Remember to Update Your Risk Disclosure on an Ongoing Basis
The staff of the Securities and Exchange Commission (SEC) issued guidance reminding mutual funds, exchange traded funds, and other registered investment companies of the importance of reviewing their risk disclosures on an ongoing basis and considering whether these disclosures remain adequate in light of current market conditions.
Key Takeaways: The following are key considerations for investment companies:
- Monitor market conditions and their impact on fund risks on an ongoing basis and assess the impact of changing conditions on the fund and the risks associated with its investments. Funds should routinely engage in this practice as a normal part of day-to-day operations.
- Assess whether fund risks have been adequately communicated to investors in light of current market conditions. If a fund determines that changed market conditions have affected the risks associated with the fund, the fund should assess the significance of the change and whether it is material to investors. If it is material, a fund should consider whether its existing disclosures are adequate in light of the changed conditions.
- A fund that determines that changes in current market conditions have resulted in changes to the fund's risks that are material to investors, and that its current disclosures do not adequately communicate the changes, should update its communications to investors. Means of communication to be considered include the prospectus (which, for example, would be updated when the fund determines that the risk disclosure in its prospectus would be materially misleading) and shareholder reports, as well as less formal methods, such as website disclosure and letters to shareholders.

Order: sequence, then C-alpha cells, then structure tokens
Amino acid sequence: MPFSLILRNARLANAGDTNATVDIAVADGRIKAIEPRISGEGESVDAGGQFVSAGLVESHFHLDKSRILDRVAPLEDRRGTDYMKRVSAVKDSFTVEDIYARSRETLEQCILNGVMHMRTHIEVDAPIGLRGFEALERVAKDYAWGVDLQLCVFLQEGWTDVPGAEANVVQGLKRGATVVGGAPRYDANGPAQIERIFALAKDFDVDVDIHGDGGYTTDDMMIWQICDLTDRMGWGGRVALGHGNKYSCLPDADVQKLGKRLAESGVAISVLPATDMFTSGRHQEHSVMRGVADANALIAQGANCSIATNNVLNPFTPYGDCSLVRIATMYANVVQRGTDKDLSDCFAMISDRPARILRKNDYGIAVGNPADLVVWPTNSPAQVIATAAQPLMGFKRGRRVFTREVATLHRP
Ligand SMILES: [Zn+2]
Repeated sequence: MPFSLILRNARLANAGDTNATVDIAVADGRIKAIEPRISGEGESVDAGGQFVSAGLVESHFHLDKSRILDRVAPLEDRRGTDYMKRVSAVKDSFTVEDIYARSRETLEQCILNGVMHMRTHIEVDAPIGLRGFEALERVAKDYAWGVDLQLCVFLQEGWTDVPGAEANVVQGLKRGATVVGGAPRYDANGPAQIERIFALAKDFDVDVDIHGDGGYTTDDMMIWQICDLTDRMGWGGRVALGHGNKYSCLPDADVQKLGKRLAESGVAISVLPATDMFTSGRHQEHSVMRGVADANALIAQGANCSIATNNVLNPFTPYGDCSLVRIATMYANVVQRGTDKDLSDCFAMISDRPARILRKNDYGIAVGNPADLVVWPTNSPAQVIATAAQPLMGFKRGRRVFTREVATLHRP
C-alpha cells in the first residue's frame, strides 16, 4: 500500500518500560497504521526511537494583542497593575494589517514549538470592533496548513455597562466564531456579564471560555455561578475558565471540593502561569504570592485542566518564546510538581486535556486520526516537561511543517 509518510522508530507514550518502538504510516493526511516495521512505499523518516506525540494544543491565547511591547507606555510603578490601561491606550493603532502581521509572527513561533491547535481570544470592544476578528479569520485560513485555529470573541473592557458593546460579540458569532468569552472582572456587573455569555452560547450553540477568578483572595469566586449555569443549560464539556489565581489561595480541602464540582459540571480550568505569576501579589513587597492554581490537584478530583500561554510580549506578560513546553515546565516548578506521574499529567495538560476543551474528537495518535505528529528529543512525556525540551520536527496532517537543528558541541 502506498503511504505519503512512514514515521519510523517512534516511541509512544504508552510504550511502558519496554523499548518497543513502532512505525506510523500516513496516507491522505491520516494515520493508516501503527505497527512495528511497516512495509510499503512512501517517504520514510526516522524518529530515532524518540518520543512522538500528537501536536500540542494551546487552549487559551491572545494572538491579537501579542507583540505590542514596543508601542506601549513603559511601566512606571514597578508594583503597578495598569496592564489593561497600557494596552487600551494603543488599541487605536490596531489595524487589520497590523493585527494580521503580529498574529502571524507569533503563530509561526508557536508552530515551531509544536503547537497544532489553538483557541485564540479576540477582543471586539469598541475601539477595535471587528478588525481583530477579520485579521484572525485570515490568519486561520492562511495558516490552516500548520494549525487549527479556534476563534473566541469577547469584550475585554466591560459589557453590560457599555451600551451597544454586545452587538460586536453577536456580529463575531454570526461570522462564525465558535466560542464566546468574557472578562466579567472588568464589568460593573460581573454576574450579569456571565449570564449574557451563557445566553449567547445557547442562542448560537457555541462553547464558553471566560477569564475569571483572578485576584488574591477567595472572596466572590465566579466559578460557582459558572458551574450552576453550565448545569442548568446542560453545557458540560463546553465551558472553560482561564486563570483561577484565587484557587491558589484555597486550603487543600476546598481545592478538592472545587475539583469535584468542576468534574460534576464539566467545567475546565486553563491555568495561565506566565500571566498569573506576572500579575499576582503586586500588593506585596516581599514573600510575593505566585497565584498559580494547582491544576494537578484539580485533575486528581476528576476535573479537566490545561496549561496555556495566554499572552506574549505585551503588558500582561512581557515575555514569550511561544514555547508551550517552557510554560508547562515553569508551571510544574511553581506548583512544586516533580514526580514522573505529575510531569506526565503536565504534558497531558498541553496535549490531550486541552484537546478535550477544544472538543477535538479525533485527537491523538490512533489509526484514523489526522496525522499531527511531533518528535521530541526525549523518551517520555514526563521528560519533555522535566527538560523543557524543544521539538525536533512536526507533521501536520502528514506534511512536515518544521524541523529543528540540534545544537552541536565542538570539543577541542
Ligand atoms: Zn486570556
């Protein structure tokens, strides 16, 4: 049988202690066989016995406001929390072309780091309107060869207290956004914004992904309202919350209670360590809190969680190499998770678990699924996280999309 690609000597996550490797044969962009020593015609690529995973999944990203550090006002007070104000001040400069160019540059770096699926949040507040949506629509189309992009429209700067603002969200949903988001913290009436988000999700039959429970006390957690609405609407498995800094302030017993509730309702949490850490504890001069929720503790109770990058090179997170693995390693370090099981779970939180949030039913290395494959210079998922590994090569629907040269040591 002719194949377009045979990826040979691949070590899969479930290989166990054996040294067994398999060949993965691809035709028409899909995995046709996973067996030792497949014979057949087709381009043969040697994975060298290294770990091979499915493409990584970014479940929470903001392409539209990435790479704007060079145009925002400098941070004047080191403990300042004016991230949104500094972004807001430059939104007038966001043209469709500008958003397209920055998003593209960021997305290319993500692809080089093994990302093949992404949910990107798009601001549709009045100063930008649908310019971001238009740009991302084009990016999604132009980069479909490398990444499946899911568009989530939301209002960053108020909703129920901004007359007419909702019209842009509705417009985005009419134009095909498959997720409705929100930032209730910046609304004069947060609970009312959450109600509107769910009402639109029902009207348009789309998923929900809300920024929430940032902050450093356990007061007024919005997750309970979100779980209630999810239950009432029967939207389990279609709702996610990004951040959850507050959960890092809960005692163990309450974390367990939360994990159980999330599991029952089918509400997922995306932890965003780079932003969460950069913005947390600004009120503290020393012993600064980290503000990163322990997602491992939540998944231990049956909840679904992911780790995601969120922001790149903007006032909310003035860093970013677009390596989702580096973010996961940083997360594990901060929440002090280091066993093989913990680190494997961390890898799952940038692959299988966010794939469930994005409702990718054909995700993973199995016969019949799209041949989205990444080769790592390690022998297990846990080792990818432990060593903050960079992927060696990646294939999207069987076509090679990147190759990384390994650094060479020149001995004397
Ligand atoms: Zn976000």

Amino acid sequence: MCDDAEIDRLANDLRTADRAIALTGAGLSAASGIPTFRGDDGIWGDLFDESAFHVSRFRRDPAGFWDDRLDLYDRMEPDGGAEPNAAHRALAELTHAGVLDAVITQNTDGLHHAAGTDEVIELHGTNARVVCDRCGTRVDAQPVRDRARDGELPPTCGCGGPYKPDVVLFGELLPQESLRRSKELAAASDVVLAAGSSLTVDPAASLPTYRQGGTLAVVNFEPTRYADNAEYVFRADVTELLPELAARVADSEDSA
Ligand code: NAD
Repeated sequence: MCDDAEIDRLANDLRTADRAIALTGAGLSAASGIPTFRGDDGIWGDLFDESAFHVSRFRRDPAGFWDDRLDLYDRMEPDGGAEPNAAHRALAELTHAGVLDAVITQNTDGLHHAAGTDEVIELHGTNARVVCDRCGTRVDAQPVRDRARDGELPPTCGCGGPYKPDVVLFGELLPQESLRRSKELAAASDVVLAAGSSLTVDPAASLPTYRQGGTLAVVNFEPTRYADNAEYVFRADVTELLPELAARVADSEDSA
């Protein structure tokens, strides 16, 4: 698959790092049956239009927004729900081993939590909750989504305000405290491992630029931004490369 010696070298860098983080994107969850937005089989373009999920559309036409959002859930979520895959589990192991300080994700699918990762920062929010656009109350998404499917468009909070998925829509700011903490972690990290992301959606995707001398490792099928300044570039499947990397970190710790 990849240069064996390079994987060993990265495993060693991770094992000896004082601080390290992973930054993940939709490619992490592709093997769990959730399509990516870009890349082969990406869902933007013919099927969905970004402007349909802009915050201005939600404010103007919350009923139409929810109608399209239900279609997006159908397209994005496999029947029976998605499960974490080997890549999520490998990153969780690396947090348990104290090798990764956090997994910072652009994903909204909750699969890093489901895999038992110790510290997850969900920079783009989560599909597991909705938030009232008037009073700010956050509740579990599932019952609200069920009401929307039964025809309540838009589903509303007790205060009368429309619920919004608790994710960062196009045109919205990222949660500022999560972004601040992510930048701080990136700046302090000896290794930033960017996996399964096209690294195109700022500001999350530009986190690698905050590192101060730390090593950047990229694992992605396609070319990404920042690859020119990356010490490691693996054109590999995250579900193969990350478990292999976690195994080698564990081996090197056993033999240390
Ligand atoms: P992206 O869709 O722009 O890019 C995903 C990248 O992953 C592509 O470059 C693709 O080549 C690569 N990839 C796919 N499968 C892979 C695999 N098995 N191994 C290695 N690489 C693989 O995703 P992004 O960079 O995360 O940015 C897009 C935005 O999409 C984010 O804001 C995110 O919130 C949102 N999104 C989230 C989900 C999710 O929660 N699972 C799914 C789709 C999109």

- A fund that exposes investors to market, credit, or other risks, and whose name suggests safety or protection from loss, should reevaluate the name, as appropriate, to eliminate the potential for investor misunderstanding.
- A fund that uses investment strategies that employ derivatives should disclose material risks relating to volatility, leverage, liquidity, and counterparty creditworthiness associated with the fund's trading and investments in derivatives. This disclosure should be tailored to the specific derivative instruments in which a fund invests or will invest principally.
- A fund's adviser should consider providing information to the fund board on the steps taken by the adviser to evaluate fund risk disclosures and consider whether changes are appropriate to respond to changing market conditions or other developments.
Summary: Clear and accurate disclosure of the risks of investing in funds is important to informed investment decisions and, therefore, to investor protection. A mutual fund, for example, is required to summarize the principal risks of investing in the fund, including the risks to which the fund's portfolio as a whole is subject and the circumstances reasonably likely to affect adversely the fund's net asset value, yield, and total return, in both its summary prospectus and statutory prospectus.
The guidance is intended to address another important aspect of fund risk disclosure, namely, the changes in a fund's susceptibility to risk that may result from changes in market conditions and the need for funds to review and assess risk disclosures in light of changing market conditions. Degree of risk is dynamic in nature rather than static; it changes in response to market conditions, and different risks may be heightened or lessened at different points in time. As a result, a fund may determine that risk disclosure that may have been adequate at one time may need to be reconsidered in light of new or changed market conditions.